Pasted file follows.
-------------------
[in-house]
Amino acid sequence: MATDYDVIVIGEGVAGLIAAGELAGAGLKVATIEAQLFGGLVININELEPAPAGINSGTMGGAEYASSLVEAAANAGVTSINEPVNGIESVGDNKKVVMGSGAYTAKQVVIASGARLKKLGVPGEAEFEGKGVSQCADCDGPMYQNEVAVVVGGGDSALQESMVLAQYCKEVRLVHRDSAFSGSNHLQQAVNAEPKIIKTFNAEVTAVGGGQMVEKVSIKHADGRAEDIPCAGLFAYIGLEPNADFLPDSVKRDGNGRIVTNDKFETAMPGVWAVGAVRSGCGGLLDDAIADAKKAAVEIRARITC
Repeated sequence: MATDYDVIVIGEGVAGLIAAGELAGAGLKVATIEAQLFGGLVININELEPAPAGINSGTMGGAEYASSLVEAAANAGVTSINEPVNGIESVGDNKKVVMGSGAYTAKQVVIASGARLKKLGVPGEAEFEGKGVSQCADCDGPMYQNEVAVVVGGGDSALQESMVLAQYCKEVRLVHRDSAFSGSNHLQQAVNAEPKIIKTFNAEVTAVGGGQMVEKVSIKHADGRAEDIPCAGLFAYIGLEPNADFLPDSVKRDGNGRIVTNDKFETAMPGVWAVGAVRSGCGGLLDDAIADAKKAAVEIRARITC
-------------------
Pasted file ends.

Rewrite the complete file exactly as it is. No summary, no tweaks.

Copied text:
[in-house]
Amino acid sequence: MATDYDVIVIGEGVAGLIAAGELAGAGLKVATIEAQLFGGLVININELEPAPAGINSGTMGGAEYASSLVEAAANAGVTSINEPVNGIESVGDNKKVVMGSGAYTAKQVVIASGARLKKLGVPGEAEFEGKGVSQCADCDGPMYQNEVAVVVGGGDSALQESMVLAQYCKEVRLVHRDSAFSGSNHLQQAVNAEPKIIKTFNAEVTAVGGGQMVEKVSIKHADGRAEDIPCAGLFAYIGLEPNADFLPDSVKRDGNGRIVTNDKFETAMPGVWAVGAVRSGCGGLLDDAIADAKKAAVEIRARITC
Repeated sequence: MATDYDVIVIGEGVAGLIAAGELAGAGLKVATIEAQLFGGLVININELEPAPAGINSGTMGGAEYASSLVEAAANAGVTSINEPVNGIESVGDNKKVVMGSGAYTAKQVVIASGARLKKLGVPGEAEFEGKGVSQCADCDGPMYQNEVAVVVGGGDSALQESMVLAQYCKEVRLVHRDSAFSGSNHLQQAVNAEPKIIKTFNAEVTAVGGGQMVEKVSIKHADGRAEDIPCAGLFAYIGLEPNADFLPDSVKRDGNGRIVTNDKFETAMPGVWAVGAVRSGCGGLLDDAIADAKKAAVEIRARITC